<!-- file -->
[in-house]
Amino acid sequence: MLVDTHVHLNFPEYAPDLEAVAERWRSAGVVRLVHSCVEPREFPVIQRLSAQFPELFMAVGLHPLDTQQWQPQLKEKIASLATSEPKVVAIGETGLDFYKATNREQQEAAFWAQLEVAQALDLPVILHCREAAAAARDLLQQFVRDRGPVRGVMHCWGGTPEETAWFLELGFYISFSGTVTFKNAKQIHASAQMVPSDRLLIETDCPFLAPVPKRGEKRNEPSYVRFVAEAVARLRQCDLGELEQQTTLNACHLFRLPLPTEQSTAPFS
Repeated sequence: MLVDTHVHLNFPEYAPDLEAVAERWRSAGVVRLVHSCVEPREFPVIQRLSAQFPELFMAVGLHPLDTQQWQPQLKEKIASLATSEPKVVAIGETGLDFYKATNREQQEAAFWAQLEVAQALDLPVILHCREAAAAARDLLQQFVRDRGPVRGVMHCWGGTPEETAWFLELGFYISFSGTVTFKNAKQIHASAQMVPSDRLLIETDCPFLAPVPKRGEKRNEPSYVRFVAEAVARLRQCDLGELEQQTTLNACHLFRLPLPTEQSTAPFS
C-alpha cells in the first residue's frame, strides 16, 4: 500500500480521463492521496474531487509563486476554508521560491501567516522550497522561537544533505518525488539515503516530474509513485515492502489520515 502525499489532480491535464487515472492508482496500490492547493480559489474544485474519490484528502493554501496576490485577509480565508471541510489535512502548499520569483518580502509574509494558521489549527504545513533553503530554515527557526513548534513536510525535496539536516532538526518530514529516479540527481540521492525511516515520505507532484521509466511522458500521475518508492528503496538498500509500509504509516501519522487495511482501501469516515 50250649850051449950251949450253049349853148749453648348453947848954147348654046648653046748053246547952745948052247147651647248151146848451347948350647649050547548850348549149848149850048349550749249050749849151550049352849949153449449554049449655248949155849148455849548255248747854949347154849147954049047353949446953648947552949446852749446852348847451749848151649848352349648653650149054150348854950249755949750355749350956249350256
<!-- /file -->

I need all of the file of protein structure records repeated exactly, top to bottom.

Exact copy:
[in-house]
Amino acid sequence: MLVDTHVHLNFPEYAPDLEAVAERWRSAGVVRLVHSCVEPREFPVIQRLSAQFPELFMAVGLHPLDTQQWQPQLKEKIASLATSEPKVVAIGETGLDFYKATNREQQEAAFWAQLEVAQALDLPVILHCREAAAAARDLLQQFVRDRGPVRGVMHCWGGTPEETAWFLELGFYISFSGTVTFKNAKQIHASAQMVPSDRLLIETDCPFLAPVPKRGEKRNEPSYVRFVAEAVARLRQCDLGELEQQTTLNACHLFRLPLPTEQSTAPFS
Repeated sequence: MLVDTHVHLNFPEYAPDLEAVAERWRSAGVVRLVHSCVEPREFPVIQRLSAQFPELFMAVGLHPLDTQQWQPQLKEKIASLATSEPKVVAIGETGLDFYKATNREQQEAAFWAQLEVAQALDLPVILHCREAAAAARDLLQQFVRDRGPVRGVMHCWGGTPEETAWFLELGFYISFSGTVTFKNAKQIHASAQMVPSDRLLIETDCPFLAPVPKRGEKRNEPSYVRFVAEAVARLRQCDLGELEQQTTLNACHLFRLPLPTEQSTAPFS
C-alpha cells in the first residue's frame, strides 16, 4: 500500500480521463492521496474531487509563486476554508521560491501567516522550497522561537544533505518525488539515503516530474509513485515492502489520515 502525499489532480491535464487515472492508482496500490492547493480559489474544485474519490484528502493554501496576490485577509480565508471541510489535512502548499520569483518580502509574509494558521489549527504545513533553503530554515527557526513548534513536510525535496539536516532538526518530514529516479540527481540521492525511516515520505507532484521509466511522458500521475518508492528503496538498500509500509504509516501519522487495511482501501469516515 50250649850051449950251949450253049349853148749453648348453947848954147348654046648653046748053246547952745948052247147651647248151146848451347948350647649050547548850348549149848149850048349550749249050749849151550049352849949153449449554049449655248949155849148455849548255248747854949347154849147954049047353949446953648947552949446852749446852348847451749848151649848352349648653650149054150348854950249755949750355749350956249350256